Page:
Farms raise livestock for cash income and plant grain crops to meet consumption needs, while using stover from grain crops as a livestock feed source (Figure 1).The natural resources available were different in the three regions and resulted in different relationships between crop production and livestock production.

Livestock are the main component in the northern site, supported by grazing and pen feeding which alternated across different seasons. Composted manures were important fertilisers for crop production, especially for forage crops. Livestock were used for draught power for crop production. Crop and livestock production in the central site were similar in energy balance. The application of fertilisers increased per unit area for crop production and grazing combined with feeding for livestock production. Livestock were still the main driving force for cropping, but are no longer an important source of fertiliser as the use of inorganic fertilisers has increased. Crop production was the main focus of the agricultural systems in the south and produced large quantities of low-quality stover to feed livestock. Pen feeding was undertaken throughout the year and manure was used as a fertiliser. As herd size in this area was typically small, by-products of crops were under-used in the agricultural system. Forage crop production was limited although yields were highest in the southern site.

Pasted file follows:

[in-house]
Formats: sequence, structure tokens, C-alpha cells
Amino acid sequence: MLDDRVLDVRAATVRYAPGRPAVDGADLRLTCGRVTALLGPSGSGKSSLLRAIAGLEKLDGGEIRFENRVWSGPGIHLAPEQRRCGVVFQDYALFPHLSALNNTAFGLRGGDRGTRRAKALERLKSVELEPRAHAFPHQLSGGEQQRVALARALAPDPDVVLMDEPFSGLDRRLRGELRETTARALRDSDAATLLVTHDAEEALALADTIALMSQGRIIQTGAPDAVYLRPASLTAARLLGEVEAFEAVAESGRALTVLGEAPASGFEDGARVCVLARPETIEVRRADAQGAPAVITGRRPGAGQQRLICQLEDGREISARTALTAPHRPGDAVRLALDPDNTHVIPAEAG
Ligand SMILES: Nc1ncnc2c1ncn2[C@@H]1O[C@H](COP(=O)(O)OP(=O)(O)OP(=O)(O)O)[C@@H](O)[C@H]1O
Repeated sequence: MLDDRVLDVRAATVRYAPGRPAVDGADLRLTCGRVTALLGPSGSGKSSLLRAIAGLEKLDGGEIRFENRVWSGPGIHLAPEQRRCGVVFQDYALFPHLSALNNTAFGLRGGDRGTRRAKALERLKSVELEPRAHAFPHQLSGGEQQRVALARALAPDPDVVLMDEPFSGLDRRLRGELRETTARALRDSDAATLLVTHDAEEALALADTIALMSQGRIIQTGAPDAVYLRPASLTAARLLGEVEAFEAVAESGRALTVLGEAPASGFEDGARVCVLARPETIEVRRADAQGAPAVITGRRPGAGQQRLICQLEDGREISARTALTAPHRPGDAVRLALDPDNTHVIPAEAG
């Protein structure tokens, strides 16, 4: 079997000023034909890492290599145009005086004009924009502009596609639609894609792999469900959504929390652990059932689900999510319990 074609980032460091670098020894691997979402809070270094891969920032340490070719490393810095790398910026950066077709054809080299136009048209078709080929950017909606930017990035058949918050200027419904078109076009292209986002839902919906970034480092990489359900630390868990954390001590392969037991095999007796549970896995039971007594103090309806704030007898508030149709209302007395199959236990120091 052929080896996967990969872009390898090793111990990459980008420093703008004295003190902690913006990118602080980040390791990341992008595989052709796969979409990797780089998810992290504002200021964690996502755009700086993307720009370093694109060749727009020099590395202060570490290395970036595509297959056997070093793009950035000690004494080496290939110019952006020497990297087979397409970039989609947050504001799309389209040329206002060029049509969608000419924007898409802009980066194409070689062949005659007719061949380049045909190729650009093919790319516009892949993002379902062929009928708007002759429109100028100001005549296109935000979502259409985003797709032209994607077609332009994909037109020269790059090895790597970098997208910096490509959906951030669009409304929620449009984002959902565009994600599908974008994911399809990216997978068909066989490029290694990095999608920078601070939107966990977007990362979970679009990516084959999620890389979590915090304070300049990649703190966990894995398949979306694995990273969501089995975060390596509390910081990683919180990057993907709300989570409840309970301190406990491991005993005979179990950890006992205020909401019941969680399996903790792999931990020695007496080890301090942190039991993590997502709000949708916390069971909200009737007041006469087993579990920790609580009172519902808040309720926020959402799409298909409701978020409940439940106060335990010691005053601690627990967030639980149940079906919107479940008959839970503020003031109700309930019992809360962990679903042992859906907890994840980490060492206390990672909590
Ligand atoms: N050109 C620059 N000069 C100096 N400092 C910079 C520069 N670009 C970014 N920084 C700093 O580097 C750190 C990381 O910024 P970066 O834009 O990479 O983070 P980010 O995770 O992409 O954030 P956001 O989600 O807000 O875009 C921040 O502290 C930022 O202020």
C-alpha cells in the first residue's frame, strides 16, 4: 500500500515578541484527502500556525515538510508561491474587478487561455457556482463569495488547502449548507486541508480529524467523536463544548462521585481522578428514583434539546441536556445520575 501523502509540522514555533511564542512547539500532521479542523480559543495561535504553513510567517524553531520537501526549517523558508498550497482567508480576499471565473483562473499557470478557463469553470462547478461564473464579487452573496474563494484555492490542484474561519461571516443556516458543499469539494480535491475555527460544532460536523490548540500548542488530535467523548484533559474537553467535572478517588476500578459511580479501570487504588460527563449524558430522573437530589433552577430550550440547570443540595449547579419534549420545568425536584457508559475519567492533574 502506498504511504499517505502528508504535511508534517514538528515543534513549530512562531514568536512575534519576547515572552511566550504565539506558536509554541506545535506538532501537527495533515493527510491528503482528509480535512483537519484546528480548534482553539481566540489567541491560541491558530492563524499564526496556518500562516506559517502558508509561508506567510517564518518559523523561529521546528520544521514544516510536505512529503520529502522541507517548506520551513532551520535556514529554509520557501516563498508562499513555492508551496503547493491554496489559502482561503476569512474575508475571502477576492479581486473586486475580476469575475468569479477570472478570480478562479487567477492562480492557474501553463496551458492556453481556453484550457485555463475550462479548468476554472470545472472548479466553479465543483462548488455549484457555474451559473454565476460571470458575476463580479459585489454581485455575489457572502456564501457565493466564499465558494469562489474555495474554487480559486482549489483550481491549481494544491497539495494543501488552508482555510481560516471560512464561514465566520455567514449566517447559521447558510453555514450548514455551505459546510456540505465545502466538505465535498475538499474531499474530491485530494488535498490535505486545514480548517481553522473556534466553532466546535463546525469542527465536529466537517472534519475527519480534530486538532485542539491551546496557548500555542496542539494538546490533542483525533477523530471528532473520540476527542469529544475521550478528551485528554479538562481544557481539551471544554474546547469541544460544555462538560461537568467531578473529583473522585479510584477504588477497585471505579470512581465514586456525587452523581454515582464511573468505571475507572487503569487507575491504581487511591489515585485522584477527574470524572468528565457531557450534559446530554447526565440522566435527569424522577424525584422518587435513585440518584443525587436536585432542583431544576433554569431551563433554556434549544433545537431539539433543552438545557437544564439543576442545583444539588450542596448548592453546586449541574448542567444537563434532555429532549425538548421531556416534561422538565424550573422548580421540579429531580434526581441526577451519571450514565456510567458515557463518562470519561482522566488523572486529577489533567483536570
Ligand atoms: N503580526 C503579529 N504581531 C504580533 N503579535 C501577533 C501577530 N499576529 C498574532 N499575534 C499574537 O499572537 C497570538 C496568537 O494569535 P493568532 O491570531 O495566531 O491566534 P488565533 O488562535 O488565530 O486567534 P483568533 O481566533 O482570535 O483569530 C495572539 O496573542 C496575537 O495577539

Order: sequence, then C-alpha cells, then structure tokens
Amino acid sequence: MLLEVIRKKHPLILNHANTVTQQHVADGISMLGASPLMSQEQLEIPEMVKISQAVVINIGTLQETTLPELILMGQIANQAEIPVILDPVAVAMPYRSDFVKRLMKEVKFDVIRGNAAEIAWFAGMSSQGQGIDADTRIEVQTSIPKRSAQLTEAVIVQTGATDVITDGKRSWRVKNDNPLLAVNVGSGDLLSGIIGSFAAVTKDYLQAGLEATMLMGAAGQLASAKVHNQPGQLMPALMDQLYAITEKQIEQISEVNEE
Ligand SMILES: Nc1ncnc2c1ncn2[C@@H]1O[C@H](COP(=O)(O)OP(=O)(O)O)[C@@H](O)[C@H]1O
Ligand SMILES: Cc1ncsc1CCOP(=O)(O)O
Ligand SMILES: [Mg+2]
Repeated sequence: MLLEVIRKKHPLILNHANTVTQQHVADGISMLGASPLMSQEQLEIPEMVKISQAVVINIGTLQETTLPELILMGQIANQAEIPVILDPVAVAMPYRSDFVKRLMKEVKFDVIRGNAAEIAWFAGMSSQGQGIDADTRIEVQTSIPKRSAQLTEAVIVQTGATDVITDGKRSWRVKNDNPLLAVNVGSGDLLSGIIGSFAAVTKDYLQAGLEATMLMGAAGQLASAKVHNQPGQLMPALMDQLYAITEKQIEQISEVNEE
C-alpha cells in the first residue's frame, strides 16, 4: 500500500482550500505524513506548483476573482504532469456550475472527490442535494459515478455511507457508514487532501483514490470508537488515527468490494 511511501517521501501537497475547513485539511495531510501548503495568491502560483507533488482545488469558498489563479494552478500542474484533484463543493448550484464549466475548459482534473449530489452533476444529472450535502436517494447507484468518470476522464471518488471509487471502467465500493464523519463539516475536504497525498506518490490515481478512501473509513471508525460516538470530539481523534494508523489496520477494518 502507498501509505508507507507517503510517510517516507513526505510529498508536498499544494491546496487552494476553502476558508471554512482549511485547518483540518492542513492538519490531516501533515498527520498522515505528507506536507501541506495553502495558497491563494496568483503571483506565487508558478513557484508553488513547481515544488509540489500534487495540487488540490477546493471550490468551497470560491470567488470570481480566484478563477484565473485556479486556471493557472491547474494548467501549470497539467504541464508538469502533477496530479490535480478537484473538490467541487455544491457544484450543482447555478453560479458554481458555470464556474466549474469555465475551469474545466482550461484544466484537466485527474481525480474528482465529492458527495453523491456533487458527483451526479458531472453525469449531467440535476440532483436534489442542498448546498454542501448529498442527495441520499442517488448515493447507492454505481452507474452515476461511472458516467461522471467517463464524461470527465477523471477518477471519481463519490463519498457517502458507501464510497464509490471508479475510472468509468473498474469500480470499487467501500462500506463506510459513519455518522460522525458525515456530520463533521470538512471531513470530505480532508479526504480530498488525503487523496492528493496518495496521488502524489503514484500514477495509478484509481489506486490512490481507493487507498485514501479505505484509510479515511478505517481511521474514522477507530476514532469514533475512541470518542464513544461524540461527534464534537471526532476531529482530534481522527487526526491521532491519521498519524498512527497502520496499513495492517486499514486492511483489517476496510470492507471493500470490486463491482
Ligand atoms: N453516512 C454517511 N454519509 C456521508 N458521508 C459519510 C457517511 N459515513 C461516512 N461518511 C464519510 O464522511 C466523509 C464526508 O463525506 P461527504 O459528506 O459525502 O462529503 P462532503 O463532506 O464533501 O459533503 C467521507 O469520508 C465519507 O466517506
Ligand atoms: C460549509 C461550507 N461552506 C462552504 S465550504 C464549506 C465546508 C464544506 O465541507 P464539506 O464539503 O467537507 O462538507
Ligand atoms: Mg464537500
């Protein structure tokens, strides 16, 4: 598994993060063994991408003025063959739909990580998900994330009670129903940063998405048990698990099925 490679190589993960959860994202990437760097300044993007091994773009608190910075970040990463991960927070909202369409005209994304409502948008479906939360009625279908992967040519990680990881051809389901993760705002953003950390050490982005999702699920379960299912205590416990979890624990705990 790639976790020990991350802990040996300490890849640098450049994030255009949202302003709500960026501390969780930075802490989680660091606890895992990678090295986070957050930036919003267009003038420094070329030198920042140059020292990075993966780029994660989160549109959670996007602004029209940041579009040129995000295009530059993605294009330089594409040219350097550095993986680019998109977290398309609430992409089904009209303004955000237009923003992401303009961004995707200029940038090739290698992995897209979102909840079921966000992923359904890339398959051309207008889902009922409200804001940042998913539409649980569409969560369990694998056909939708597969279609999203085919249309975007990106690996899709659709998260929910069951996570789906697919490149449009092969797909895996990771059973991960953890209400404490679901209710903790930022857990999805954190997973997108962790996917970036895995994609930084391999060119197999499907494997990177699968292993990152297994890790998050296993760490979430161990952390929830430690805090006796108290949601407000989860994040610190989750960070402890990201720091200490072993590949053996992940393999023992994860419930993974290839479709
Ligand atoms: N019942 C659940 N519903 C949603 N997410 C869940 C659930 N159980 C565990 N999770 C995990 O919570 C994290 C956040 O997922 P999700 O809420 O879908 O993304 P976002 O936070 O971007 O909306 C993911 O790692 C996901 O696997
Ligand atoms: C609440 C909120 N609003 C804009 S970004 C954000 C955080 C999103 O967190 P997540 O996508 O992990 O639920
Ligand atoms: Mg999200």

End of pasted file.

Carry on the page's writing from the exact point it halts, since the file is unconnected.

Figure 1. The integrated crop-livestock production system on Gansu Loess Plateau.